Saturday, February 6, 2010

Amelia Island Book Festival presents Mary Baron


Festival Focus
A series of reviews of books to be featured at the Amelia Island Book Festival – 2010. Reviewers represent a broad spectrum of community readers and writers. Poet Mary Baron will be at the Festival, Feb. 12-13, 2010.

“Storyknife, New & Selected Poems” By Mary Baron
Reviewed by Nola Perez

Mary Baron, Professor of Writing and Literature at UNF Jacksonville, will be featured at the Amelia Island Book Festival in February with her presence and her books of poetry. As a poet myself, I have read with great interest her “Storyknife, New & Selected Poems,” and an earlier book “Wheat Among Bones.” The ending poem in “Wheat Among Bones” is entitled Chiaroscuro, and in tandem, something that appears on the back jacket personifies just that in a lovely, back lit, mysterious photo of her that made me want to move closer to this poet -- find her in her poems.

The first poem in the “Bones” book is called Christening, wherein Ms. Baron tells us she was named Mary, “after Nanny, that fierce old lady.” Well, Ms. Baron is fierce, but I don’t know about old. The poems are alive, concise, touching, and passionate, with satisfying final lines without which a poem is not a poem. There simply has to be that hook at the end.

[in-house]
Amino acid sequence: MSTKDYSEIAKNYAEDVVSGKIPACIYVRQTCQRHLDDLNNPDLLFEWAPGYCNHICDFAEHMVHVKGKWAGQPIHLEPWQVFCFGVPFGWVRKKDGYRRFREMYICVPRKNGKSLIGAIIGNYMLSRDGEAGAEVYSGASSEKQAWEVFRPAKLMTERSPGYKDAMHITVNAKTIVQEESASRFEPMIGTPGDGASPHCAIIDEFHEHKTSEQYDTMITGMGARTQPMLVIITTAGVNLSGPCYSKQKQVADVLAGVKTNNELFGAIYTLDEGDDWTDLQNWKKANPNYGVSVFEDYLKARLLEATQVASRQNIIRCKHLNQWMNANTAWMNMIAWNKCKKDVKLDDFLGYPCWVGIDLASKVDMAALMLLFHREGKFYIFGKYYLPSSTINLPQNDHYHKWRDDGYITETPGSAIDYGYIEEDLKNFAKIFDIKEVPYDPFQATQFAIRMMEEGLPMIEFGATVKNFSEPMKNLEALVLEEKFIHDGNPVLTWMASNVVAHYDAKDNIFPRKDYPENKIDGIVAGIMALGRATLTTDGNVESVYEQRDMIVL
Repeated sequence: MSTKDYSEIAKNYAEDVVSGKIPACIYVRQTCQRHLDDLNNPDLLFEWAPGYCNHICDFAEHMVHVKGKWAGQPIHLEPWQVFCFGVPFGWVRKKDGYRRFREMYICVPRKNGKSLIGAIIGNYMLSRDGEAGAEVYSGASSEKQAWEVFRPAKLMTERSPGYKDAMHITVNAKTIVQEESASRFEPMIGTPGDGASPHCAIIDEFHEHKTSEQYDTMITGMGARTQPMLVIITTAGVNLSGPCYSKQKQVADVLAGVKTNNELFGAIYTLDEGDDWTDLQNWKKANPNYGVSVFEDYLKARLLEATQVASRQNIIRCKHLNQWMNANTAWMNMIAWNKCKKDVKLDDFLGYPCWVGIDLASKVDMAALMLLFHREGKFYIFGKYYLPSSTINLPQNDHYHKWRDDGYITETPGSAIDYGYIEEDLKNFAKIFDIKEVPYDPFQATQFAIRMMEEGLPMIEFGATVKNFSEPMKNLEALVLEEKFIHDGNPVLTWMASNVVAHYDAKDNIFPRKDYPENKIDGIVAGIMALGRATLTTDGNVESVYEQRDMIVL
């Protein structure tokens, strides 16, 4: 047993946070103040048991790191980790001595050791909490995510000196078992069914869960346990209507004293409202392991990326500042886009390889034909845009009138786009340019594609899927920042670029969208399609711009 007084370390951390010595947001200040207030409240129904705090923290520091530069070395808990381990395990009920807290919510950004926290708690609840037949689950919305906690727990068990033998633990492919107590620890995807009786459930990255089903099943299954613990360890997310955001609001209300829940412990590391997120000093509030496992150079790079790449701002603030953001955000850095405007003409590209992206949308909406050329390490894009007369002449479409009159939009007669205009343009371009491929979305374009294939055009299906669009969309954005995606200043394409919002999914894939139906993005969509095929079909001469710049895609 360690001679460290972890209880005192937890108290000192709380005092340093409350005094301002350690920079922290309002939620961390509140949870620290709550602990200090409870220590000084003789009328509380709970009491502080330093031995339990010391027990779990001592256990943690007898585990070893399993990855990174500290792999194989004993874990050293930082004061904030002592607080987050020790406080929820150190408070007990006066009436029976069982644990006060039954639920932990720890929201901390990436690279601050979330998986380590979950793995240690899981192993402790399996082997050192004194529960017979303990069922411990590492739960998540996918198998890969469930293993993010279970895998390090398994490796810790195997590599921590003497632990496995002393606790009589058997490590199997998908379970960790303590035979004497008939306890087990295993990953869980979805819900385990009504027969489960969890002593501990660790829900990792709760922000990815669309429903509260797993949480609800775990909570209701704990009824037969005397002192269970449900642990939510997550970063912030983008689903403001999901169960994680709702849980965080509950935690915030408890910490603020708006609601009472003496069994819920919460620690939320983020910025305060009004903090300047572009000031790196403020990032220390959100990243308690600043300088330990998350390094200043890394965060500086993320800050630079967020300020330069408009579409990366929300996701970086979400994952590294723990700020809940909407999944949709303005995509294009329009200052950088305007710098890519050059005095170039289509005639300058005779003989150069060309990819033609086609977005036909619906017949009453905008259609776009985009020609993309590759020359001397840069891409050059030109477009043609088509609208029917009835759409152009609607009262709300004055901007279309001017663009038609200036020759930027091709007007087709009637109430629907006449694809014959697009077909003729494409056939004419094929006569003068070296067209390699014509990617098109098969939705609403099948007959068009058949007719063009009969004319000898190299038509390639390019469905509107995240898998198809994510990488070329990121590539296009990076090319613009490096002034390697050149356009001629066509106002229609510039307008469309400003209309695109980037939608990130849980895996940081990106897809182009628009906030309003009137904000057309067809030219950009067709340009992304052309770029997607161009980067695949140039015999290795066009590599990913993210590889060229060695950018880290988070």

Examples: “Endless circles over sand,” - “my blood runs backward out to sea,” - “all day I hear them harden into death,” - “the violence of green after white absence”.

Mary Baron knows how to make a consummate poem, and how to end one. She knows, and the poem knows, and they are one and the same. She’s a woman who knows in what room the bell rings.

Her 2008 book, “Storyknife,” is filled with even more compelling poems, and a transcendent joy of life despite its setbacks. There is an especially moving sequence of some 20-plus poems, documenting the illness and death of a child. Even there, she goes beyond pain of incomprehensible loss to arrive at a place of peace, moving forward in these lines: “ Souls which slip through our fingers, range elsewhere. We are nearest to them when we mimic their freedom—if we hold up our hands, we can dance.”


Ms. Baron dedicates this book “For Miranda, who taught me to see.” We can thank Ms. Baron for helping us, through her poetry, to see. She does indeed “ juggle words…make them mate in air”. She is The Storyknife. As she reacts in one of her poems to a critic, “You say I live to use my life in verse and this appalls you. Sir, I have done worse.”
“Watch out, this stuff is dangerous.” Poetry rocks!

Reviewer Nola Perez is a poet who grew up on Amelia Island. She writes for local magazines, has published 3 memoirs, 5 books of poetry, and has just finished a new poetry collection, "The Tidal Heart, and Other Poems," for which she is seeking a publisher. Nola is a long-time volunteer for the Book Festival.

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